Sixth Sunday of Easter
May 8-9, 2020
A few years ago I was having more and more difficulty reading road signs, sports scores on the television and words on the written page. My vision had deteriorated so much that I could no longer drive at night. Upon an eye examination I was diagnosed with severe cataracts on both eyes.
Within weeks I had surgery to remove them, and I received implants. Suddenly, I could see better than I had seen in years. The yellow tint I had been seeing through was removed from my vision and was replaced with ‘crystal’ clearness that left me awestruck. It was as if I was seeing things anew. I felt like Dorothy opening her ‘black and white’ door to the multicolored World of Oz!
Throughout the Easter Season we have listened to Gospel readings of apostles and disciples not recognizing and then recognizing the risen Lord. From Mary Magdalene in the garden, to the apostles in the upper room, to the two disciples on the road to Emmaus it’s only when they view Jesus with enlightened eyes that they recognize Him. It is the revealed Christ, once received, who brings peace and joy to the recipient.
This revelation also moved the person to action. Mary ran to the apostles to announce the Resurrection. The two disciples journeying to Emmaus returned to Jerusalem to share their experience with Christ’s followers. We even hear of Peter leaping from the fishing boat into the Sea of Galilee when he realizes Jesus is on the shore.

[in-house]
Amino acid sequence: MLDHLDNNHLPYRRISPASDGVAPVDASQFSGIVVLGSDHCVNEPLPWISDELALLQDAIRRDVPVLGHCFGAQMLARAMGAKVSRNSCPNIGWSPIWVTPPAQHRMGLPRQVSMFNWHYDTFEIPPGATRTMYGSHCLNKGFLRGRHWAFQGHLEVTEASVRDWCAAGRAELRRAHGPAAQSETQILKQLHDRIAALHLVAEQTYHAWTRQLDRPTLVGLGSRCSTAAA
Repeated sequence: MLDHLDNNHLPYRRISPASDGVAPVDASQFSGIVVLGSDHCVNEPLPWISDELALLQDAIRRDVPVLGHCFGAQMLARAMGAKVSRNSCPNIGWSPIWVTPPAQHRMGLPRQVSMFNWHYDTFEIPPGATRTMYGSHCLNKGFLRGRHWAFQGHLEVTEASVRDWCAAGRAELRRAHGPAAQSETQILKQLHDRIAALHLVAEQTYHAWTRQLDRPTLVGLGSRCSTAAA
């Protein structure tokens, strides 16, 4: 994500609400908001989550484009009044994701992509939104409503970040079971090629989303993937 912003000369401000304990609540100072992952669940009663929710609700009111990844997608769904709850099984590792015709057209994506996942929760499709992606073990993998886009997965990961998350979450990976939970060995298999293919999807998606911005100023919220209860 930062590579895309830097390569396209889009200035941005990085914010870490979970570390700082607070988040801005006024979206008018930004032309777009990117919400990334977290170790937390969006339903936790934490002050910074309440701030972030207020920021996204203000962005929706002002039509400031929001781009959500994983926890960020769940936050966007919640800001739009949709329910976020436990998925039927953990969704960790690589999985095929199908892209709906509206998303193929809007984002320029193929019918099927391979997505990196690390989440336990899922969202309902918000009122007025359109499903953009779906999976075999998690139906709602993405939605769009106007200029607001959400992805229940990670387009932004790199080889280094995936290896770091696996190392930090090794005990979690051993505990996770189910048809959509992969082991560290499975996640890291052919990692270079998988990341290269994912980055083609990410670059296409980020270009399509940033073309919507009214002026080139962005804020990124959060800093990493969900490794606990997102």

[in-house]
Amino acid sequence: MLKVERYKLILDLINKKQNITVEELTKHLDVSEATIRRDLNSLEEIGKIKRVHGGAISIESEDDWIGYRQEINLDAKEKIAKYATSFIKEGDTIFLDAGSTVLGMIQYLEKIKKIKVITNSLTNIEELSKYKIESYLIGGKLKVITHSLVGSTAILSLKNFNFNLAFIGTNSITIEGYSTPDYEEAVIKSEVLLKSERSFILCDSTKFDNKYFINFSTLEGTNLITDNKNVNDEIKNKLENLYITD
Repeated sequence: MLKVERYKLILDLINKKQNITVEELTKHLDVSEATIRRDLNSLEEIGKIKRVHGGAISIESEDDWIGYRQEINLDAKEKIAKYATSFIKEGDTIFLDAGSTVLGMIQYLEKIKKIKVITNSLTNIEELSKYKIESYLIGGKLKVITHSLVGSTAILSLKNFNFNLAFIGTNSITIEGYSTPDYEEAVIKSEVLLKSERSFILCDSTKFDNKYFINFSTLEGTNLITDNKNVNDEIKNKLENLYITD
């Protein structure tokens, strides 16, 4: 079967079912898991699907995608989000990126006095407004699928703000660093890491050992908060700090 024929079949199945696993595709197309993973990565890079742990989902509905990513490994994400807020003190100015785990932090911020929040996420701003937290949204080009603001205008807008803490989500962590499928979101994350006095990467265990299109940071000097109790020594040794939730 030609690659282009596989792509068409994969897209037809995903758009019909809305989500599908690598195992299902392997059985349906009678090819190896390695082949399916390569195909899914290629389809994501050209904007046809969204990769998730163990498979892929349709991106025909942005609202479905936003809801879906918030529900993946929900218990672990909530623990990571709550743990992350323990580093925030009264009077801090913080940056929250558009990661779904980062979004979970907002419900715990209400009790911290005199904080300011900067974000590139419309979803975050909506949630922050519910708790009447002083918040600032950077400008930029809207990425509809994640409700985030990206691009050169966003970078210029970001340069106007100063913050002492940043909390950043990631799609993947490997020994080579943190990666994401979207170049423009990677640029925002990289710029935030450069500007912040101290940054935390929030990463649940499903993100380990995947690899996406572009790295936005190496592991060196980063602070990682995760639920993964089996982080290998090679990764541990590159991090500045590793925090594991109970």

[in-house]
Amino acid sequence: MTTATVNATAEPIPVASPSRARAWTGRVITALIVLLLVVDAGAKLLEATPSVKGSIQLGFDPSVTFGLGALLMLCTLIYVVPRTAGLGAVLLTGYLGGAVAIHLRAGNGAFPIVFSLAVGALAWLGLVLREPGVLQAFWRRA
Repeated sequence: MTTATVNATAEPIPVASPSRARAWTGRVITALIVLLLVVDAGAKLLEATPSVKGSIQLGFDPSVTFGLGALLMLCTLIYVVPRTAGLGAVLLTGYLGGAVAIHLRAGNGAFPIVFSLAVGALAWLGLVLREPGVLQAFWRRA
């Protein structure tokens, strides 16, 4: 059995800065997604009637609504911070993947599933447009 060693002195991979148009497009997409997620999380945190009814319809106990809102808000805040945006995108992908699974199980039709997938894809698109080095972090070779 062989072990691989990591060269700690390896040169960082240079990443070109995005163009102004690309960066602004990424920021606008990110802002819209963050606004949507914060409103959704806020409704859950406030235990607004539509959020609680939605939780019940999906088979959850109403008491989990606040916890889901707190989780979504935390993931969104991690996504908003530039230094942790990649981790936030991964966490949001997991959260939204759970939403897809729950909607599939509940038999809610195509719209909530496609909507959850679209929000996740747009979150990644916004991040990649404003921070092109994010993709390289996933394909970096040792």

Before He ascended to heaven the Lord commissioned His disciples to spread the Gospel to the whole world. Beginning on Pentecost they began their mission. The disciples discovered that the key to success was recognizing Jesus in others and living a life so that others recognize Jesus in us.
It is the same command and challenge as Catholic Christians that confronts us today. Do we recognize Christ in our world, community, and family? Do we search for Jesus in the extraordinary and miss Him in the ordinary? Do we strain so hard to see the spectacular signs from God that we are blinded to His daily revelations to us?
We have the same issue with being Christ-like. How often do we attend mass, only to be in an argument before we leave the church parking lot? Are we kinder and more forgiving to strangers than we are to our family and friends? Yet we know that we spread the Gospel as much with our actions as our words.
Let us seek Christ in others and ourselves with our hearts not our eyes. Let us slow down enough to see all the wonder that surrounds us. If we do both, our vision will enable us to see our Risen Lord like His disciples in the days and weeks following the Resurrection. Let us see and be Jesus.
Patrick J. Perkins